The 895 Yen Choker - Japanese Coin Necklace




Introduction: The 895 Yen Choker - Japanese Coin Necklace

About: a long time member of Instructables, I only recently began posting my own. Feel free to check them out, rate, comment, question, and copy!

This instructable will show you how to make a pretty cool choker-style necklace out of Japanese coins.  I used Japanese coins because I had a jar of them lying around, but any disk shaped object with a hole in the center will work - including flat beads, arcade tokens, or even old washers.

This choker looks pretty cool with the alternating silver-gold color scheme, and it has a heft to it that I like.  Not to mention, if I ever lose my wallet in Japan I'll at least have ~$10 on me for a phone call or a burger or something. 

It's really easy to make; here's how it works.

Teacher Notes

Teachers! Did you use this instructable in your classroom?
Add a Teacher Note to share how you incorporated it into your lesson.

Step 1: Materials

  • Coins, with holes in the center.  Preferably two different colors
  • Twine
  • Candle (beeswax if you've got it, I didn't)
  • (Scissors and matches and household stuff)

The most difficult material to find (for Americans) is most likely the perforated coins.  I suggest checking out local arcades for tokens, or getting out the old drill (or dremel!) and defacing some currency.

Step 2: Start

You start by making the first half of the clasp mechanism.

Take two pieces of equal length twine and tie them together using a strong knot, so that the long ends both point in the same direction.  Then tie a second knot one coin-diameter away.  This forms a loop which the other half of the fastener will fit into, later.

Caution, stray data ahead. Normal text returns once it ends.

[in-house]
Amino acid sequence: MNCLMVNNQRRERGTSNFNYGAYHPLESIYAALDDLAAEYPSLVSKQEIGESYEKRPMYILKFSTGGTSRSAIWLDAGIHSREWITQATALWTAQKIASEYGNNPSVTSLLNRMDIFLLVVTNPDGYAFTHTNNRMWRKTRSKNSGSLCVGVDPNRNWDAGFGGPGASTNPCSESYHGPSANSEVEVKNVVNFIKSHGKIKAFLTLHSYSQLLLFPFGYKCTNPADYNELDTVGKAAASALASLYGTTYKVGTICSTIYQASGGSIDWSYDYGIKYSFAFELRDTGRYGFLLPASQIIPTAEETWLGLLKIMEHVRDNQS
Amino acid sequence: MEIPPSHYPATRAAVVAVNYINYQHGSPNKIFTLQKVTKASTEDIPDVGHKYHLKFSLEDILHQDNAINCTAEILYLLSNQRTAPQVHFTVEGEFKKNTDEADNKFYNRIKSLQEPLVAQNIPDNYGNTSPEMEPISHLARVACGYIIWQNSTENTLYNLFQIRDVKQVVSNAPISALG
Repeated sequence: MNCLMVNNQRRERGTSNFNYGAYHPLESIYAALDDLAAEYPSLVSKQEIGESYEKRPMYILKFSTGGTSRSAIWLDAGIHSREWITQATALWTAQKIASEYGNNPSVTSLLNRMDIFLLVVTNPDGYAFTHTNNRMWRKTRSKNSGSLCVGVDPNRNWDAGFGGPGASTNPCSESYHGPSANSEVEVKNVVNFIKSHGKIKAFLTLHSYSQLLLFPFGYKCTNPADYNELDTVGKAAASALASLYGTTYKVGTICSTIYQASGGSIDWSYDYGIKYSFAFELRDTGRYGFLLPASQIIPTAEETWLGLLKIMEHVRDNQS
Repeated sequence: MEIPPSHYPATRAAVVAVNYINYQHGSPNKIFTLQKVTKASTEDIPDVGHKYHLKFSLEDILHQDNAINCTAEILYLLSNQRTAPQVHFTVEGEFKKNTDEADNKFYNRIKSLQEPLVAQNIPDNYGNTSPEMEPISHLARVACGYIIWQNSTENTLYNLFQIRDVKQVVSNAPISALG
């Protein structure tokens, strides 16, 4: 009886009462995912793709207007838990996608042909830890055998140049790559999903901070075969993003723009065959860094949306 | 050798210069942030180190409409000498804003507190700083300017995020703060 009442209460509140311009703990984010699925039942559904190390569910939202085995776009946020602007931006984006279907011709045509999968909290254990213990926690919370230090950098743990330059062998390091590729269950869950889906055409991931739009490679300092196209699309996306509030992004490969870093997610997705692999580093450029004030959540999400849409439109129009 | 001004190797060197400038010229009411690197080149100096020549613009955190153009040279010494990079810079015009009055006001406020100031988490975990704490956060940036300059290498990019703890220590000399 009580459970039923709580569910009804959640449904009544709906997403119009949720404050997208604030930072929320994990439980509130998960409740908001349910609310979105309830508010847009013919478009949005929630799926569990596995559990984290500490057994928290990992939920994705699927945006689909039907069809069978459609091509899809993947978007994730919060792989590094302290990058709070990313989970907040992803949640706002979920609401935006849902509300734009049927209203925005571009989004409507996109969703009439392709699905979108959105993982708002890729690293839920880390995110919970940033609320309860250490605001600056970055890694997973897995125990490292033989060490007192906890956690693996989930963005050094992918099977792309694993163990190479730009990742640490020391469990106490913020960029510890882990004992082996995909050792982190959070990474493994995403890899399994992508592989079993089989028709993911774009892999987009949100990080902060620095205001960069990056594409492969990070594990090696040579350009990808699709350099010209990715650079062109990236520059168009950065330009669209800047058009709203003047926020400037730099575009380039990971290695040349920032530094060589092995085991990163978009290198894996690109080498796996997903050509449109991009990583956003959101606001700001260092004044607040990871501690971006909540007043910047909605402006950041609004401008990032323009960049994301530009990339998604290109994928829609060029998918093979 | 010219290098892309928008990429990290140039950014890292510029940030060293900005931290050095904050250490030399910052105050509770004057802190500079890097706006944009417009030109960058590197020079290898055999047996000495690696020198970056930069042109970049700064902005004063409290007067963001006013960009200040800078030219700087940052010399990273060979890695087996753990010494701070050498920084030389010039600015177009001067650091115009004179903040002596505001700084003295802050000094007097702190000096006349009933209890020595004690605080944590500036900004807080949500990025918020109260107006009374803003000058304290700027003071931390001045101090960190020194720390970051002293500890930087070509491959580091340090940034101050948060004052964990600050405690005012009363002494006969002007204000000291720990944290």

Then, seal the knots with a bit of wax.

Step 3: Middle

The choker itself is made by threading alternating types of coins using two very simple techniques.  For my necklace I used two 5 yen coins (the brass ones) for every one 50 yen coin, to add a bit of heft.

Picture 1 is a detail shot of the necklace.

Picture 2 shows a diagram of the threading technique (very simple).

Step 4: End

The final step is to complete the fastener and finish the necklace.  Once your necklace is the desired length, tie another knot to keep all your coins firmly in place.  Then give yourself about an inch and a half of space, and thread another coin into position.  Finally, wrap the two loose ends of twine back towards the previous knot, thereby keeping the end coin in place.  Then tie a second knot right next to the first, and you're done.  Snip off the loose ends, and seal with wax. 

Picture 2 shows a diagram of this process.

To wear your choker, simply push the end-coin through the loop in the other end, and give it a half twist.  It shouldn't be coming off. 

I hope you like it.  Now just go wear it proudly around town.

d (*_ * )   thumbs up!

Dremel Jewelry Contest

Finalist in the
Dremel Jewelry Contest

Be the First to Share


    • Magnets Challenge

      Magnets Challenge
    • Warm and Fuzzy Challenge

      Warm and Fuzzy Challenge
    • Wearables Contest

      Wearables Contest

    9 Discussions


    8 years ago on Introduction

    How very cleaver! Makes me think of the whole history behind the hole! Well done!


    Reply 8 years ago on Introduction

    That's sweet thanks! I was just bored one night and made him up. Any thoughts on where someone could get a bunch of holy coins.


    Reply 8 years ago on Introduction

    Besides Japan? I'd try local arcades, or chuckEcheese's or something.

    Otherwise, there's always the internet.


    Reply 8 years ago on Introduction

    I've got a 50 yen coin from Japan with a hole in it! It's a start, LOL!


    Reply 8 years ago on Introduction

    This is true, and I was tired clearly I meant coins with holes not blessed coins! LOL I'm thinking about the washer idea, I could etch them first. When I finally make one, I'll post a pic.